|Publication number||US7958644 B2|
|Application number||US 12/306,243|
|Publication date||Jun 14, 2011|
|Filing date||Jun 15, 2007|
|Priority date||Jun 23, 2006|
|Also published as||CN101480061A, CN101480061B, US20090239586, WO2008007261A2, WO2008007261A3|
|Publication number||12306243, 306243, PCT/2007/52294, PCT/IB/2007/052294, PCT/IB/2007/52294, PCT/IB/7/052294, PCT/IB/7/52294, PCT/IB2007/052294, PCT/IB2007/52294, PCT/IB2007052294, PCT/IB200752294, PCT/IB7/052294, PCT/IB7/52294, PCT/IB7052294, PCT/IB752294, US 7958644 B2, US 7958644B2, US-B2-7958644, US7958644 B2, US7958644B2|
|Inventors||Hans M. B. Boeve, Teunis J. Ikkink|
|Original Assignee||Nxp B.V.|
|Export Citation||BiBTeX, EndNote, RefMan|
|Patent Citations (19), Referenced by (18), Classifications (11), Legal Events (6)|
|External Links: USPTO, USPTO Assignment, Espacenet|
The invention relates to a device which comprises a first part having user input means and a three-degrees-of-freedom orientation system and a second part having a display for displaying the orientation of the second part.
US2004/0172838 disclosed a method for measuring a directional of a body in a three-dimensional space defined by an X-axis (magnetic north), a Y-axis, and a Z-axis. The direction of the body is detected with a three-dimensional orientation sensor which comprises a three-dimensional magnetic sensor and a three-dimensional tilt sensor.
Such a three-dimensional orientation sensor is relatively bulky and often cannot be used in a relatively thin display part of a mobile phone which further has a separate part with buttons to receive the user input. When the three-dimensional orientation sensor is located in the part with buttons, the display of the orientation of the display part on the display part may be incorrect.
It is an object of the invention to provide a correct display of the orientation of a part of a device which comprises a one-dimensional or two-dimensional sensor only.
A first aspect of the invention provides a device as claimed in claim 1. Advantageous embodiments are defined in the dependent claims.
A device in accordance with the first aspect of the invention comprises a first part and a second part which can have another orientation than the first part. The first part has user input means and comprises a three-degrees-of-freedom orientation sensing system for determining a three-degrees-of-freedom orientation of the first part with respect to a reference coordinate frame defined by the earth's gravity field and magnetic field. In the now following the term “n-degrees-of freedom” may also be referred to as “n-dimensional”. Thus three-degrees-of freedom means that any orientation in the three-dimensional space can be detected. The second part comprises a display for displaying orientation information on a three-degrees-of-freedom orientation of the second part, and a sensor for sensing an one-degree-of-freedom or a two-degrees-of-freedom orientation of the second part.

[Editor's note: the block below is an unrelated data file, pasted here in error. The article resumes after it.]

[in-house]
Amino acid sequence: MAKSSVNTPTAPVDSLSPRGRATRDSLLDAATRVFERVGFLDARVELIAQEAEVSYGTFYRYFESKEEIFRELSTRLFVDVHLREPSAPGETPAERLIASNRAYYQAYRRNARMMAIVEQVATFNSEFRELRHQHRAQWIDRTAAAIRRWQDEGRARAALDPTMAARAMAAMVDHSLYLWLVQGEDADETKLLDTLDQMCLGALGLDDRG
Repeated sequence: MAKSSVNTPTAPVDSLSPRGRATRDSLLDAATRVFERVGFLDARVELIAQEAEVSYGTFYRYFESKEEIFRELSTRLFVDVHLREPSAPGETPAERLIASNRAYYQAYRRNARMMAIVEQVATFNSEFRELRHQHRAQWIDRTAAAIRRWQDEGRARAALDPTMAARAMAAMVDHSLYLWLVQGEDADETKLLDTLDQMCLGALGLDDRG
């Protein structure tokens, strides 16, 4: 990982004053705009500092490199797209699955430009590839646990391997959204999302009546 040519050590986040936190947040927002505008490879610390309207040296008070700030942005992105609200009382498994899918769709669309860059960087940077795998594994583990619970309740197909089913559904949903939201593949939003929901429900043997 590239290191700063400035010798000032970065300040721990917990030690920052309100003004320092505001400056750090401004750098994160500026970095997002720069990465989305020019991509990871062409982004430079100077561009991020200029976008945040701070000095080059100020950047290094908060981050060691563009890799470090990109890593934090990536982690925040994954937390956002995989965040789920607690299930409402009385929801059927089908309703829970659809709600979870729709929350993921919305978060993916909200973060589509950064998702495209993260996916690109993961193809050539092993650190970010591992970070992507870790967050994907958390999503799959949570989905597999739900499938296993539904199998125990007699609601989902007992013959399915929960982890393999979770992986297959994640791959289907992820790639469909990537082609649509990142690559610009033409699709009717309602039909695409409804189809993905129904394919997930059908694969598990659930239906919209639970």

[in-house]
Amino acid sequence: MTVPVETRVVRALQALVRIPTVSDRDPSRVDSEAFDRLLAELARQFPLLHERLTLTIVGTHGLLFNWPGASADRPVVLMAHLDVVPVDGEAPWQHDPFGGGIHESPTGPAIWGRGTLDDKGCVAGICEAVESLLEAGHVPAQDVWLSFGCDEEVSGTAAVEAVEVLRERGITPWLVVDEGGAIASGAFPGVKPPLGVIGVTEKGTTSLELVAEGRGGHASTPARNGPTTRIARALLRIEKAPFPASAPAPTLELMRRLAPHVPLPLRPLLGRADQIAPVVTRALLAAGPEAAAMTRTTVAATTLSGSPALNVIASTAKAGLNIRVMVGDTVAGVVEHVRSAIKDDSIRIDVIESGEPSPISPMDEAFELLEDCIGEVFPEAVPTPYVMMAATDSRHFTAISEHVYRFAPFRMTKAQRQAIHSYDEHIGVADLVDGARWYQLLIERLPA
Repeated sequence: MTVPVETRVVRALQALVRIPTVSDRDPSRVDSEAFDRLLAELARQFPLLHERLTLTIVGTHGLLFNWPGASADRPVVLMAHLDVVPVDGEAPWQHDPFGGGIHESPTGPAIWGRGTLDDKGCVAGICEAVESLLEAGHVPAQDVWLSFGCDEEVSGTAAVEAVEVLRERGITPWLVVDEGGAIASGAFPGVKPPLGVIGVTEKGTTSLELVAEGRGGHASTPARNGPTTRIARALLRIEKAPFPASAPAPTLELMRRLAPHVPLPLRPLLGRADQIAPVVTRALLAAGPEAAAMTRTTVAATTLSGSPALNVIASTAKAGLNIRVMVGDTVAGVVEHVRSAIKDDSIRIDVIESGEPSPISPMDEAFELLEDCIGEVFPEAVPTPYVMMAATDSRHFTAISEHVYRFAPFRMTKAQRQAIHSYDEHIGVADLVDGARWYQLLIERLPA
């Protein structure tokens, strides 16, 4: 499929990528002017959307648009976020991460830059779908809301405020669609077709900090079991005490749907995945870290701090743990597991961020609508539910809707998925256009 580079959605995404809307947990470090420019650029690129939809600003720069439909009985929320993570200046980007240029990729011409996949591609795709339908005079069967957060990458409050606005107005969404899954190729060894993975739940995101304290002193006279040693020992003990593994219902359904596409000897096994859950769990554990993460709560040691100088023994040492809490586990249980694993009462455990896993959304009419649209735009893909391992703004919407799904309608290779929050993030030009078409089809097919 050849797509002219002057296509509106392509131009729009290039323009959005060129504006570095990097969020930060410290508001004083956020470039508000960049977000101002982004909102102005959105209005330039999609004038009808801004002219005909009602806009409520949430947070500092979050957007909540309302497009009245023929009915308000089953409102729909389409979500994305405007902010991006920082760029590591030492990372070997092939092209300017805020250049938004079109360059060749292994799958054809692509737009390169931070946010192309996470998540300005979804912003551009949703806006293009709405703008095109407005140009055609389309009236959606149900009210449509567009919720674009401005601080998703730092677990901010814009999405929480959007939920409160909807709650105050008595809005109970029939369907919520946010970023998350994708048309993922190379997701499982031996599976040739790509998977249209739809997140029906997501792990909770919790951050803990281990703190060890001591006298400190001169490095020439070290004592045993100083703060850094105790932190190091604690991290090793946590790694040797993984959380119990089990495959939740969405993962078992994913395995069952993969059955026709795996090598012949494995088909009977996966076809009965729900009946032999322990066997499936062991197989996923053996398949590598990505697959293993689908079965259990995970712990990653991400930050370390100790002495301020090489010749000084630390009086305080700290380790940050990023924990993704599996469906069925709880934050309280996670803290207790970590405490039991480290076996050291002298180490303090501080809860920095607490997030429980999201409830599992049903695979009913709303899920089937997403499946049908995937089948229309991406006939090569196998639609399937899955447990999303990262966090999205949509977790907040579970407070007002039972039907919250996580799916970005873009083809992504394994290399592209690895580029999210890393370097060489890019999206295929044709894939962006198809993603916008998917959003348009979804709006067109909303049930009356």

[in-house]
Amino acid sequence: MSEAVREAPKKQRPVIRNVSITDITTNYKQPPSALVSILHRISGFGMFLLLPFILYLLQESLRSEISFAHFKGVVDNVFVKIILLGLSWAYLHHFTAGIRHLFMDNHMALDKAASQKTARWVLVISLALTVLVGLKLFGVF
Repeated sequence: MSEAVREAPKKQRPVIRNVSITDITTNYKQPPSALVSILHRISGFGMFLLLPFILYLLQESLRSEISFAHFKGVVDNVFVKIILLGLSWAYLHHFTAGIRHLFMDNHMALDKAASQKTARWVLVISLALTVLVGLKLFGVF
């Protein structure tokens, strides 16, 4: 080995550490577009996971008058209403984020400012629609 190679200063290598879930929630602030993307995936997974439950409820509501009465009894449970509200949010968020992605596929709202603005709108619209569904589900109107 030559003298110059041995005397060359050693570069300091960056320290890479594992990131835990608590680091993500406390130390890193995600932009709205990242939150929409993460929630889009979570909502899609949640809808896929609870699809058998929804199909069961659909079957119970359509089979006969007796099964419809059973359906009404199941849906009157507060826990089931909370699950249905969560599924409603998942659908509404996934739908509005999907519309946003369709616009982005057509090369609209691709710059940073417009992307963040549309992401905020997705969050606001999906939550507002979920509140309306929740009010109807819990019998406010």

The three-degrees-of-freedom orientation of the second part is calculated from the three-degrees-of-freedom orientation of the first part and the one-degree-of-freedom or the two-degrees-of-freedom orientation of the second part. The orientation information is generated in response to the calculated three-degrees-of-freedom orientation of the second part to obtain correct display of the orientation information independent on an orientation of the second part with respect to the first part.
Thus, the three-degrees-of-freedom orientation of the second part is determined by using the offset orientation of the second part with respect to the three-degrees-of-freedom orientation of the first part. This offset orientation is determined by the sensor for the one-degree-of-freedom or a two-degrees-of-freedom orientation of the second part. The position of this one-degree-of-freedom or the two-degrees-of-freedom orientation sensor depends on how the second part moves with respect to the first part. Usually, the first part and the second part rotate with respect to each other around a rotation axis. The complexity of the sensor is determined by the number of degrees of freedom of the movement of the second part with respect to first part.
The present invention may be advantageously used in a two part mobile phone which has the first part with user buttons and a second part with the display.
In an embodiment as claimed in claim 2, the sensor in the second part comprises an accelerometer or magnetometer sensor. Such a sensor is much smaller than a three-dimensional orientation sensor.
In an embodiment as claimed in claim 3, the first part and the second part are rotatably connected for rotating with respect to each other in a clamshell movement and/or a swivel movement. For example, for a clamp-shell movement or a swivel movement in one-dimension, a one-degree-of-freedom sensor is sufficient. For a swivel movement in two-dimensions, a two-degree-of-freedom sensor is required.